This week, our character in “People Who Changed the World” is Gabriela Mistral.
Sonetos de la muerte” (“Sonnets of Death”).
At the young age of 17, she met a railroad worker named Romeo Ureta, whom she fell in love with. He committed suicide later, and that devastated Mistral and left a lasting scar throughout her life. More tragedy was to strike later, when a nephew also committed suicide.
Gabriela threw herself into her career as writer and work in education. She became a published author – including volumes of poetry and articles about education.
Her career as an educator and fighter for women education started early, and marked her life. Her rise in Chile’s national school system was woking to reform the Chilean policy in education for the first two decades of the XIX century.
In her adolescence the need for teachers in Chile, specially the rural ones was great, but the help of her sister allowed her to start teaching anyway. Access to good schools was difficult, and the young Mistral lacked the political and social connections necessary to attend the Normal School. The main obstacle to accept her in the teachers’ was its chaplain, who was aware of her publications in the local newspapers and her advocacy for liberalizing education and giving greater access to the schools to all social classes.
Between the years 1906 and 1912 she had taught, successively, in few schools and towns. In 1918 Pedro Aguirre Cerda, then Minister of Education, and a future president of Chile, promoted her appointment to direct a “liceo” (Hight School). She later moved to the capital Santiago the Chile, where she defeated a candidate connected with the Radical Party, to be named the principal of a very important Liceo at the country’s capital.
Controversies over the nomination of Gabriela Mistral to the highly coveted post in Santiago were among the factors that made her decide to accept an invitation to work in Mexico in 1922, with that country’s Minister of Education, José Vasconcelos. He had her join in the nation’s plan to reform libraries and schools, to start a national education system. That year she published Desolación in New York, which further promoted the international acclaim she had already been receiving thanks to her journalism and public speaking. A year later she published Lecturas para Mujeres (Readings for Women), a text in prose and verse that celebrates Latin America from the broad, Americanist perspective developed in the wake of the Mexican Revolution.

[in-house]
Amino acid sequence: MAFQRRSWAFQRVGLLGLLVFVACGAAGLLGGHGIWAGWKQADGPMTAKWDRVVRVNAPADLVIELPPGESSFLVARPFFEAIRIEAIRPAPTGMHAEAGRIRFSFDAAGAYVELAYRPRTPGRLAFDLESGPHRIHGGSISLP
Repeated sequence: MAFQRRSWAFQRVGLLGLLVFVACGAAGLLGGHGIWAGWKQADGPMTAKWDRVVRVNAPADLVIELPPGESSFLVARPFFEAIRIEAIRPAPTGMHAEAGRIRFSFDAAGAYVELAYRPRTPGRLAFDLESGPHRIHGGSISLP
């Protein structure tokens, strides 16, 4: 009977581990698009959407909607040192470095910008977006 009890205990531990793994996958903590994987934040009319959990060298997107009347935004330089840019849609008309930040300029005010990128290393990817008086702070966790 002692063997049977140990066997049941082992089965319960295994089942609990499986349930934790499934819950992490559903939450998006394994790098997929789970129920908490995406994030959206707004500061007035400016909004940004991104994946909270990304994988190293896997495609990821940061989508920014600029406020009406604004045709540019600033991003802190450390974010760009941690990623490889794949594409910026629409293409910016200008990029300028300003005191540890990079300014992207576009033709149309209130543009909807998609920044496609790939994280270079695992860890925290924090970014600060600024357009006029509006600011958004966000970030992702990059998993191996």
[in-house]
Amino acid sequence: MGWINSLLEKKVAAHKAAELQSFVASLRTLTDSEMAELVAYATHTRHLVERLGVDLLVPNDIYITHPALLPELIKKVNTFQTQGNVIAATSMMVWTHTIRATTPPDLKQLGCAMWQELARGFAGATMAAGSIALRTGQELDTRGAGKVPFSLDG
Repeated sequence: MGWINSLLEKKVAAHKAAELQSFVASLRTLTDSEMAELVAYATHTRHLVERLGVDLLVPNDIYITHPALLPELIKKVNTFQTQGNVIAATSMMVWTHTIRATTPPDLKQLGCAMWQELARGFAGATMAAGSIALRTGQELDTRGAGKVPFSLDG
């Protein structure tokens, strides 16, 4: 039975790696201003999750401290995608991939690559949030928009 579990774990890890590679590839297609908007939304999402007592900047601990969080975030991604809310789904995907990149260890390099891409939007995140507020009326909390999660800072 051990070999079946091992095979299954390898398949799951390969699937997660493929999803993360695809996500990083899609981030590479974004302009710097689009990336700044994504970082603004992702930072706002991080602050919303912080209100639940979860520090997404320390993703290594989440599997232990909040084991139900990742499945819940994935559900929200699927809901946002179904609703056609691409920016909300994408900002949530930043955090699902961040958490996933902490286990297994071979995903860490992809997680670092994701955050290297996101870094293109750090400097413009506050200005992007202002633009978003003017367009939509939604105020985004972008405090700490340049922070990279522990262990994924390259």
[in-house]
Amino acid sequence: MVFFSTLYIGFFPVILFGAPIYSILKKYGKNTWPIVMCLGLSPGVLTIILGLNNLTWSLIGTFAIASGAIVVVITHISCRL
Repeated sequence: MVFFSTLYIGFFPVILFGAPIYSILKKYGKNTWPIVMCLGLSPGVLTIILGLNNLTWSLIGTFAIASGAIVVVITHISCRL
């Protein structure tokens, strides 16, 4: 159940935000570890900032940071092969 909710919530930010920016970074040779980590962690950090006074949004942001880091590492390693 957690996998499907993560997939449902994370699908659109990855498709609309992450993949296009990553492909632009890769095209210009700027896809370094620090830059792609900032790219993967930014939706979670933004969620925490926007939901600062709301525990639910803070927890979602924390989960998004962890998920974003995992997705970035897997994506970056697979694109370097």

After extensive travel in Latina America, United States and Europe, she returned to Chile In early 1925, where she formally retired from the nation’s education system, and received a pension. The University of Chile had granted her the academic title of Spanish Professor in 1923, although her formal education ended before she was 12 years old. Her autodidacticism was remarkable, a testimony to the flourishing culture of newspapers, magazines, and books in provincial Chile, as well as to her personal determination and verbal genius.
Pablo Neruda, internationally recognized poet, was one of her students, and speaker dearly about her and her work. She was one of the first to recognized his genius.
Among her confidants were Eduardo Santos, President of Colombia, all of the elected Presidents of Chile from 1922 to her death in 1957, Eduardo Frei Montalva, Chilean elected president in 1964 and Eleanor Roosevelt.
Gabriela Mistral is without a doubt a special person to remember, and another character who change shape the world the way it is today.
I hope this show inspire and inform. Remember to come back for new editions of the show every week.
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